Mar 22, 2017

Sixties Spy Show CORONET BLUE Coming to DVD At Last

Well, here's a welcome surprise! Kino Lorber announced today on their Facebook page that they will release one of the few remaining American spy shows of the Sixties not yet on DVD later this year! The elusive CBS series Coronet Blue, starring Frank Converse, was shot in 1965 but not aired until 1967 as a summer replacement series. It sounds like The Fugitive meets The Bourne Identity... though of course it pre-dated Robert Ludlum's book by more than a decade. The intriguing premise has long put this one need the top of my DVD wish list, and I'm thrilled that I'll finally have a chance to see it! Here's how Kino Lorber describes the series: "In this espionage thriller, Michael Alden (Frank Converse) is an amnesiac double agent in search of his true identity, while assassins of a mysterious syndicate are trying to locate and kill him." The strange (and probably detrimental) title comes from the few, seemingly nonsensical words that Converse can remember: "Coronet Blue." Coronet Blue: The Complete Series will include all 13 episodes - two of those never aired during its original run. Unfortunately, the show was cancelled before its central mystery could be solved, but one extra announced for the DVD is sure to clear that up. There will be a new interview with series creator Larry Cohen (whose career has encompassed everything from Sixties spy shows like Espionage and Blue Light to Eighties schlock classics like Maniac Cop and 21st Century high-concept thrillers like Phone Booth and Cellular), who has never been shy in sharing where he intended for the series to go. (Don't read the show's Wikipedia page, for example, if you don't wish it spoiled before you get to watch these DVDs.) So while the show may not have an ending, at least, unlike with The Sandbaggers, we can watch the creator describe what would have happened had it continued.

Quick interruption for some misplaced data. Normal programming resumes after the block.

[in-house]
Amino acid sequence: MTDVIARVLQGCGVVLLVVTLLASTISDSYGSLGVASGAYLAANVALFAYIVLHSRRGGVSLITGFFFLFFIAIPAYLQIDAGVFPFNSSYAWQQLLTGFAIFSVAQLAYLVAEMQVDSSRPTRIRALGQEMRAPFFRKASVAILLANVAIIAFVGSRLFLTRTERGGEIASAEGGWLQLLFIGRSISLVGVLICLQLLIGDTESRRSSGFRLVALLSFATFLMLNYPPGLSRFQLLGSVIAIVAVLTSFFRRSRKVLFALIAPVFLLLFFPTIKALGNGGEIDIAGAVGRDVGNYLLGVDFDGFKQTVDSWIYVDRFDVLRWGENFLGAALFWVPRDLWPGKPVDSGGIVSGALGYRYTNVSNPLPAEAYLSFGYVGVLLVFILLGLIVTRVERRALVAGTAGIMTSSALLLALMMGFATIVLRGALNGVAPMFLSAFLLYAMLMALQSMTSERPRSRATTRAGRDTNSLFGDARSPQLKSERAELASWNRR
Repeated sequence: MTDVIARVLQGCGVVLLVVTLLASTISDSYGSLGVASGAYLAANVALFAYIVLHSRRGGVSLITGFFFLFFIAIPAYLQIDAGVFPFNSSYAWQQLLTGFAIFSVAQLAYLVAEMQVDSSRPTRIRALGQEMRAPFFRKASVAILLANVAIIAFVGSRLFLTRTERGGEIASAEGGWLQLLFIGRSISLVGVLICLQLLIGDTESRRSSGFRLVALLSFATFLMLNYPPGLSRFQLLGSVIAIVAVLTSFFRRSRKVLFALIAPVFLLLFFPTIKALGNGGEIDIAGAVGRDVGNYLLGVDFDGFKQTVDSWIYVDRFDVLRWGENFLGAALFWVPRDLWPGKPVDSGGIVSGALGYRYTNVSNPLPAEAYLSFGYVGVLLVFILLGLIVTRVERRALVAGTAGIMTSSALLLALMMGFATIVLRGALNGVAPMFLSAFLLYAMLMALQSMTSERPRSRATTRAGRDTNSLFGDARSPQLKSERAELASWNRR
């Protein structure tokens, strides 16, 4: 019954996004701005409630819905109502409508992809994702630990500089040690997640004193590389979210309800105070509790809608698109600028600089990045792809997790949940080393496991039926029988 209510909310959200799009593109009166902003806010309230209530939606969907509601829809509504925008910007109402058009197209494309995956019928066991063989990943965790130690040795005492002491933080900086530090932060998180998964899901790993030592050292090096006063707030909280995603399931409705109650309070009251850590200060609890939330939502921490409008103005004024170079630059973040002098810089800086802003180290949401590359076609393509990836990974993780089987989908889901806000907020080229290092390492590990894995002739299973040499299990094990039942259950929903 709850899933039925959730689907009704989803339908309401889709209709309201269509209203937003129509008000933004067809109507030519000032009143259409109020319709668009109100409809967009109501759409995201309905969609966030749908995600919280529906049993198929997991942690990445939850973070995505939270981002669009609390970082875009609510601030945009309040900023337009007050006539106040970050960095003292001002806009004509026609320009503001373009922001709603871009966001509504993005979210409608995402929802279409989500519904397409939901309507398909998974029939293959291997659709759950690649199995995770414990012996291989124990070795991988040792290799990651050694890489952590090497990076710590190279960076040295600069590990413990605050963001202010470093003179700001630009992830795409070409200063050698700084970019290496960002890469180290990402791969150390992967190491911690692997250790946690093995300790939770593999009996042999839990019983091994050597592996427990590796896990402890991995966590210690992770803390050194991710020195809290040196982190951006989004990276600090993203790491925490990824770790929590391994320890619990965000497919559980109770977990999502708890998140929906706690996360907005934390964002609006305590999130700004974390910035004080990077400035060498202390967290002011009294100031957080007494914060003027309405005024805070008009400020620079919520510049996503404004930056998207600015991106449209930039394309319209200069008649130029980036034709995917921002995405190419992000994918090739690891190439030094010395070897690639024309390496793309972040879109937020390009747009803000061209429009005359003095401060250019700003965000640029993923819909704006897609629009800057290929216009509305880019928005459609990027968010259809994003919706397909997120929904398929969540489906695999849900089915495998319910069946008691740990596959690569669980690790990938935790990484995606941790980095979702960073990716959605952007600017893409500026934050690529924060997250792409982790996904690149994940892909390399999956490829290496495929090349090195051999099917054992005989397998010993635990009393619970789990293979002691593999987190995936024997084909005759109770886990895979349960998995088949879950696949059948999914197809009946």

An impressive roster of guest stars on Coronet Blue included Alan Alda, Candice Bergen, David Carradine, Dick Clark, Denholm Elliott, Vincent Gardenia, Signe Hasso, Hal Holbrook, Sally Kellerman, Janet Margolin, Chester Morris, Juliet Mills, Patrick O’Neal, Mitchell Ryan, Roy Scheider, Daniel J. Travanti, Brenda Vaccaro, John Vernon, Jon Voight, and Billy Dee Williams.